For some time Australians have been considered among the biggest consumers of natural resources in the world. According to previous studies, we each get through 70 tonnes of materials every year. This is way higher than other developed nations. But could something be influencing these figures?
Traditional analysis of international consumption of natural resources suggests countries such as Japan and the United Kingdom are consuming less as their economies grow, suggesting growth and resource use can be decoupled. Unfortunately, a closer look shows some countries are simply off-shoring the resource consumption they use to feed their growth.
Our new study shows something is missing from traditional analysis: the upstream natural resource requirements of imports and exports. With these included, the picture of national resource consumption changes dramatically.
Fossil fuels, minerals, ores, timber and food are critical to the global economy. The methods used so far to quantify natural resource use measure the flow of materials, energy, waste and emissions within a nation or region. This delivers an estimate for domestic material consumption: the amount of material and energy flow per person for that nation or region.
By this measure, Australia is one of the largest users of natural resources in the world. Japan has a domestic material consumption of around 10 tonnes per person, and the United Kingdom is even lower, at around 8 tonnes per person.
Material footprint measures the total amount of primary resources required to service consumption in a country, whether those resources are found within the borders of that country or are imported from elsewhere.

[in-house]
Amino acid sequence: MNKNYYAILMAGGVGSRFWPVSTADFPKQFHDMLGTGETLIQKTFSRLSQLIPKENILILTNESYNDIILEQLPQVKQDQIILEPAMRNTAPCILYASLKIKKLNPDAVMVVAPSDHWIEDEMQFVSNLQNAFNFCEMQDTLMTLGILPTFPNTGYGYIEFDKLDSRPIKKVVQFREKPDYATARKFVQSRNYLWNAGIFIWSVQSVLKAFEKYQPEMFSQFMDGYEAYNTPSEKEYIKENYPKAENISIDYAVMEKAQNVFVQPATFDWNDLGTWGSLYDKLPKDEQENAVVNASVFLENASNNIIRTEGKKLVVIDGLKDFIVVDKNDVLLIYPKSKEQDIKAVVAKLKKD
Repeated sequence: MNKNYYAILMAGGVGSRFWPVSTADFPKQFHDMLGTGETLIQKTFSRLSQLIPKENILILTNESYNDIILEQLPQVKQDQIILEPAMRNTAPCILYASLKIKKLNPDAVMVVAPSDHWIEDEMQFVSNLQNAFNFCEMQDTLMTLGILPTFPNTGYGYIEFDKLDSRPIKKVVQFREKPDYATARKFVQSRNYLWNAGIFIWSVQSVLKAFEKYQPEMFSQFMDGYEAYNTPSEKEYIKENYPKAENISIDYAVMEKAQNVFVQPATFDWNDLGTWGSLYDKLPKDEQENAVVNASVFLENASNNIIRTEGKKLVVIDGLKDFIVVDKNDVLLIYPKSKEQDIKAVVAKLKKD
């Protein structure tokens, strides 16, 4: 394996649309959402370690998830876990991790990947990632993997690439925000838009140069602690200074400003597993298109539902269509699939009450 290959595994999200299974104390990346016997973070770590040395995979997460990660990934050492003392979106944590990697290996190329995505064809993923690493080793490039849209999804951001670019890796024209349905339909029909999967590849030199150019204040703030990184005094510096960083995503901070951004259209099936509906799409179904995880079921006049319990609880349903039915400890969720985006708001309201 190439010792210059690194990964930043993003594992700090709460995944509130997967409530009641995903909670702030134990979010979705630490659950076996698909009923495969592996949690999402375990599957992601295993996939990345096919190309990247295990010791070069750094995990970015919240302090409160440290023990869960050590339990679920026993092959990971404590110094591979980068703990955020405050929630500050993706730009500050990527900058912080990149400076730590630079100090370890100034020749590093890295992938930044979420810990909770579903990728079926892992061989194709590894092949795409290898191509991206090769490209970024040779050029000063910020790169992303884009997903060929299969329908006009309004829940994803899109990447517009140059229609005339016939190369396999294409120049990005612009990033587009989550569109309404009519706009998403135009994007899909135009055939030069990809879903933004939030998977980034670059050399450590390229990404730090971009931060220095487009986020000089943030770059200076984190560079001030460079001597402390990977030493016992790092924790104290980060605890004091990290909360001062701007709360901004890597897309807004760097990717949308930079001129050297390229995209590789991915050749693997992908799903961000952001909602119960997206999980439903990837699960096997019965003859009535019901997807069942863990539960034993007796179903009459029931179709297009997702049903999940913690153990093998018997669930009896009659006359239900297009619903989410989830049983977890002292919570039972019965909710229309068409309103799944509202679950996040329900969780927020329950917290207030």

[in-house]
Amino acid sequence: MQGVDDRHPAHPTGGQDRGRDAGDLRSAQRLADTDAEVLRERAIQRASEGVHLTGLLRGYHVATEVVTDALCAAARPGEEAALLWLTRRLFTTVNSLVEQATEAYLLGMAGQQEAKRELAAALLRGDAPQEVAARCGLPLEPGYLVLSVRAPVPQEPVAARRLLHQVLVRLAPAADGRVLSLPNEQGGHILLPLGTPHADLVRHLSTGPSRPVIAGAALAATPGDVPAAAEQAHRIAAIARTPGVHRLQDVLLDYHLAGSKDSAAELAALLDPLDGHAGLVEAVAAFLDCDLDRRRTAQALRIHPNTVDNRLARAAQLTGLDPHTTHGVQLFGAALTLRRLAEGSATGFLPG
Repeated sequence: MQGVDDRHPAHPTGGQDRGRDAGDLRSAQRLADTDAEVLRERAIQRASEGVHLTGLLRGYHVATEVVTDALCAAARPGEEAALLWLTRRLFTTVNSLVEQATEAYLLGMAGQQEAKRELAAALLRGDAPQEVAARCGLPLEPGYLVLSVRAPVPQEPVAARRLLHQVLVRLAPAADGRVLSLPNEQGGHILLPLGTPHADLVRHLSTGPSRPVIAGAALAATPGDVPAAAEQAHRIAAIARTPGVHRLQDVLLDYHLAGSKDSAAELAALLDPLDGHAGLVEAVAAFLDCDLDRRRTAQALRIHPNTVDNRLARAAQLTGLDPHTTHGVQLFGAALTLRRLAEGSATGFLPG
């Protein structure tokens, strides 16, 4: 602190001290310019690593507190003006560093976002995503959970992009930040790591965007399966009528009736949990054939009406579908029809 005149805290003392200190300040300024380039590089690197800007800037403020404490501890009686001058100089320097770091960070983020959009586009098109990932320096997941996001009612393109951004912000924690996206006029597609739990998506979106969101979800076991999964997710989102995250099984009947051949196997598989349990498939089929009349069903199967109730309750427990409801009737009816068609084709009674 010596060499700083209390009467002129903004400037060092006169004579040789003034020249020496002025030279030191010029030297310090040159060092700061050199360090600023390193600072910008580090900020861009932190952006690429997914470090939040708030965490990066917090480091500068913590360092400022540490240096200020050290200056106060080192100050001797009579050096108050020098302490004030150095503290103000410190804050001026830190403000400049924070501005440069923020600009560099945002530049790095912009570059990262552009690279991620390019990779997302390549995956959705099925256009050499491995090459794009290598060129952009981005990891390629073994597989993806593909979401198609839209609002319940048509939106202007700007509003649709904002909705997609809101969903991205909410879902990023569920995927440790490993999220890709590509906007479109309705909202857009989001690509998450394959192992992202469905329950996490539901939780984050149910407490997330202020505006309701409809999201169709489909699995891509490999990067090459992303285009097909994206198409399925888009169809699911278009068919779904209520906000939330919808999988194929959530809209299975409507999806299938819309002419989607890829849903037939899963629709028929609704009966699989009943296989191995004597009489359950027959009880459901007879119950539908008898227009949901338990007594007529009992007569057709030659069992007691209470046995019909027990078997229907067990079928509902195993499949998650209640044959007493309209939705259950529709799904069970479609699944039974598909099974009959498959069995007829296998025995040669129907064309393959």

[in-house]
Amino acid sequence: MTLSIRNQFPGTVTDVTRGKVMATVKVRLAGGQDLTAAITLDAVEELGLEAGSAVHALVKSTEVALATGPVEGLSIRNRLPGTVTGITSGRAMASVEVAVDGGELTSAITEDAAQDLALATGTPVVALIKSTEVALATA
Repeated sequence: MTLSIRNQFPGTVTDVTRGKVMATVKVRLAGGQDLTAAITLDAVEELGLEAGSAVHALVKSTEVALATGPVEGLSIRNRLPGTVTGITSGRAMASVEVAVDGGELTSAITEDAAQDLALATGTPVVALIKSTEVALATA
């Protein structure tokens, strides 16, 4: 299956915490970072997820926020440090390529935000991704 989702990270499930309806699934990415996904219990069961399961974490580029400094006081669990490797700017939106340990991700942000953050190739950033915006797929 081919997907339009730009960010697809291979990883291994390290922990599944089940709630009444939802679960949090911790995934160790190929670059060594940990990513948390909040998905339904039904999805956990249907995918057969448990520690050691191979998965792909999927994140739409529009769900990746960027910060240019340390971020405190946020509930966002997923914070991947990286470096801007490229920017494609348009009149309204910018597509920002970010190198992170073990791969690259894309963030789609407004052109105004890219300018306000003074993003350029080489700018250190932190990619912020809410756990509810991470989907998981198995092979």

Measured this way, it seems reasonable to claim nations such as Japan and the UK are finally managing to decouple economic growth from resource consumption – something of a holy grail achievement as we face a resource-restricted future.
But the claim is based on misleading data. The domestic material consumption approach is flawed because it fails to account for two very important factors: the resource requirements of imports and exports.
This difference between consumption-based and territorial accounting is well known for greenhouse gas emissions. We know that you can count a country’s emissions either by looking at emissions generated in the country, or emissions generated in creating things that the country consumes. In our new paper published in PNAS, we now replicate this method for total use of primary resources.
This is known as the “material footprint” approach. Material footprint measures the total amount of primary resources required to service consumption in a country, whether those resources are found within the borders of that country or are imported from elsewhere.
Calculating the material footprint is more complex than calculating domestic material consumption because it requires the additional inputs of global material flows. We used global and national data on primary resource extraction, and a multi-regional global input-output table showing the material flow relationships around the world.